Chiral DNA sequences as commutable reference standards for clinical genomics
Ira W. Deveson, Bindu Swapna Madala, James Blackburn, Chris Barker, Ted Wong, Kirston M. Barton, Martin A. Smith, D. Neil Watkins, & Tim R. Mercer
Received Date: 20th September 2018
Chirality is a geometric property describing any object that is inequivalent to a mirror image of itself. Due to its 5’-3’ directionality, a DNA sequence is distinct from a mirrored sequence arranged in reverse nucleotide order, and is therefore chiral. A given sequence and its opposing chiral partner sequence share many properties, such as nucleotide composition and sequence entropy. Here we demonstrate that chiral DNA sequence pairs also perform equivalently during molecular and bioinformatic techniques that underpin modern genetic analysis, including PCR amplification, hybridization, whole-genome, target-enriched and nanopore sequencing, sequence alignment and variant detection. Given these shared properties, synthetic DNA sequences that directly mirror clinically relevant and/or analytically challenging regions of the human genome are ideal reference standards for clinical genomics. We show how the addition of chiral DNA standards to patient tumor samples can prevent false-positive and false-negative mutation detection and, thereby, improve diagnosis. Accordingly, we propose that chiral DNA standards can fulfill the unmet need for commutable internal reference standards in precision medicine.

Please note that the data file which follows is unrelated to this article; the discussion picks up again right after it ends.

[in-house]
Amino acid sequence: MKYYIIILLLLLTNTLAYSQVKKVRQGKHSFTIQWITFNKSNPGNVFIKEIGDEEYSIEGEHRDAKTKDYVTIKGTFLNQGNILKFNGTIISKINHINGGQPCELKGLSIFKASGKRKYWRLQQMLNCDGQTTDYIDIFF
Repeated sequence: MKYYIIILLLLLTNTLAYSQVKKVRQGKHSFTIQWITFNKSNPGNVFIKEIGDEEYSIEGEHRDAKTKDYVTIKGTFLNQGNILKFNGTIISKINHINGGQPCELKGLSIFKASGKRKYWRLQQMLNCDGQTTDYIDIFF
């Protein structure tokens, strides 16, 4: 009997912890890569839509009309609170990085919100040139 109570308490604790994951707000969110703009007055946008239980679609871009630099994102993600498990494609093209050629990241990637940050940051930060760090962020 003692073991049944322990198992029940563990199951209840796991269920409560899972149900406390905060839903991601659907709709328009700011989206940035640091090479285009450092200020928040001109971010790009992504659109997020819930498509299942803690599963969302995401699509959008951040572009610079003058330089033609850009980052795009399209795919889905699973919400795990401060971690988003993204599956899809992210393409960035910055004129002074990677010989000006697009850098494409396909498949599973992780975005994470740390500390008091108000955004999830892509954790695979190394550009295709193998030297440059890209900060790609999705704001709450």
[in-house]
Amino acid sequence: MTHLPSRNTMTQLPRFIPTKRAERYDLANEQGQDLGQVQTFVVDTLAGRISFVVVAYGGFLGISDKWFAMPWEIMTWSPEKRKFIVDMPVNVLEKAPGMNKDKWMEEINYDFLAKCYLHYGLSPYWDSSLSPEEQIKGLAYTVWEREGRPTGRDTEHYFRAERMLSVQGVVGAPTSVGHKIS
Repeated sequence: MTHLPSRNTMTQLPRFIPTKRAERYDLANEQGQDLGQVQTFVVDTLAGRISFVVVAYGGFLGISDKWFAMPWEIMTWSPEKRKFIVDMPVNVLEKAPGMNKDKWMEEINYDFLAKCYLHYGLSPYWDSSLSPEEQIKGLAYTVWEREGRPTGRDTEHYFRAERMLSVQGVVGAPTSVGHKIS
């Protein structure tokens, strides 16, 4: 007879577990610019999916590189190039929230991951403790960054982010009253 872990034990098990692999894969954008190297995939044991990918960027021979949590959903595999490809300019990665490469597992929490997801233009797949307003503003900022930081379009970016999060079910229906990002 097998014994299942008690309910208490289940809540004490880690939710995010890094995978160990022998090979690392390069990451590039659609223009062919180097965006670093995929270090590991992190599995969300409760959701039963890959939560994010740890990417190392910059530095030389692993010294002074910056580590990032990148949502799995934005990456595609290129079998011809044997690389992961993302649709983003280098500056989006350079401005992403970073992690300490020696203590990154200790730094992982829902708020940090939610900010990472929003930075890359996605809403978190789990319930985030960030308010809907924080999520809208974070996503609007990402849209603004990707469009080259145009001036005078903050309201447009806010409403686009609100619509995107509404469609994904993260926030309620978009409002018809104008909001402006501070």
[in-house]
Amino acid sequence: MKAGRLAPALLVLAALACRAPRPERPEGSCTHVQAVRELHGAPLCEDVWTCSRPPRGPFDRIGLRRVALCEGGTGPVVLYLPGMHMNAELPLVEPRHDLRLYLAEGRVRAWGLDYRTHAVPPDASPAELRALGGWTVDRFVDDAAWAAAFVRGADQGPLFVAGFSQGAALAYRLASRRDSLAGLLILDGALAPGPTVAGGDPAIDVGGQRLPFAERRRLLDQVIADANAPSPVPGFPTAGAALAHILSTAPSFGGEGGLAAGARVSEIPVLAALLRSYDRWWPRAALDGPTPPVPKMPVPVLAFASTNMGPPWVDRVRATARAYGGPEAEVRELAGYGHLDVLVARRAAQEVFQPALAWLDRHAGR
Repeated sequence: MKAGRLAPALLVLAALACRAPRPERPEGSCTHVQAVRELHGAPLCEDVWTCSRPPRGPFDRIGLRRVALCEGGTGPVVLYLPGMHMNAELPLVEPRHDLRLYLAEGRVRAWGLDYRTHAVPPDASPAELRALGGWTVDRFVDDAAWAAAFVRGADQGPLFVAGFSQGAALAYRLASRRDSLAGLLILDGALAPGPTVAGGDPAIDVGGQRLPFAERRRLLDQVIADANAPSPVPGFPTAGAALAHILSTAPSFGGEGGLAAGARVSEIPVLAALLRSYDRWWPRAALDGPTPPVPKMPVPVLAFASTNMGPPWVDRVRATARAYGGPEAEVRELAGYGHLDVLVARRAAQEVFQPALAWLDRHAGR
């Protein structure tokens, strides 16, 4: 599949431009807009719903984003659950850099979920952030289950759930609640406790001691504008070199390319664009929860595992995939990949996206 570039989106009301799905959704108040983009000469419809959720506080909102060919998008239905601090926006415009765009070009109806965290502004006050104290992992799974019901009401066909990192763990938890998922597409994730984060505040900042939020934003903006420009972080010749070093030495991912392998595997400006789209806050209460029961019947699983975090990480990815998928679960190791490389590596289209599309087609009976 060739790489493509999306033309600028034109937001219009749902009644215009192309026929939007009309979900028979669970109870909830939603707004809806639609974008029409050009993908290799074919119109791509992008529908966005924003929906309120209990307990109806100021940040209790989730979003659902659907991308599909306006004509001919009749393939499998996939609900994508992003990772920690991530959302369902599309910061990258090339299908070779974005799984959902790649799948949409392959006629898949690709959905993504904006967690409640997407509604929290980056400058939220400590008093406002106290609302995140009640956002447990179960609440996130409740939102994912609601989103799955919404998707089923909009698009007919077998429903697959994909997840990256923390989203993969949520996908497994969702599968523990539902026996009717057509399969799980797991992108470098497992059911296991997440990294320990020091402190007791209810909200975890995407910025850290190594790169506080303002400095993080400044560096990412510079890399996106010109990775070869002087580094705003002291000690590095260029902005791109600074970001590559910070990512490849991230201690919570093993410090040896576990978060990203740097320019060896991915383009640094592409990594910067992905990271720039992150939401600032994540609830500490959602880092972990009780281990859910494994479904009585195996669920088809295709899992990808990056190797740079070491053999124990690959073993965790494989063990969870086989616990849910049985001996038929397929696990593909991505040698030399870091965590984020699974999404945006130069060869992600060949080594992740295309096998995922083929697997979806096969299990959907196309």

Read in full at bioRxiv.
This is an abstract of a preprint hosted on an independent third party site. It has not been peer reviewed but is currently under consideration at Nature Communications.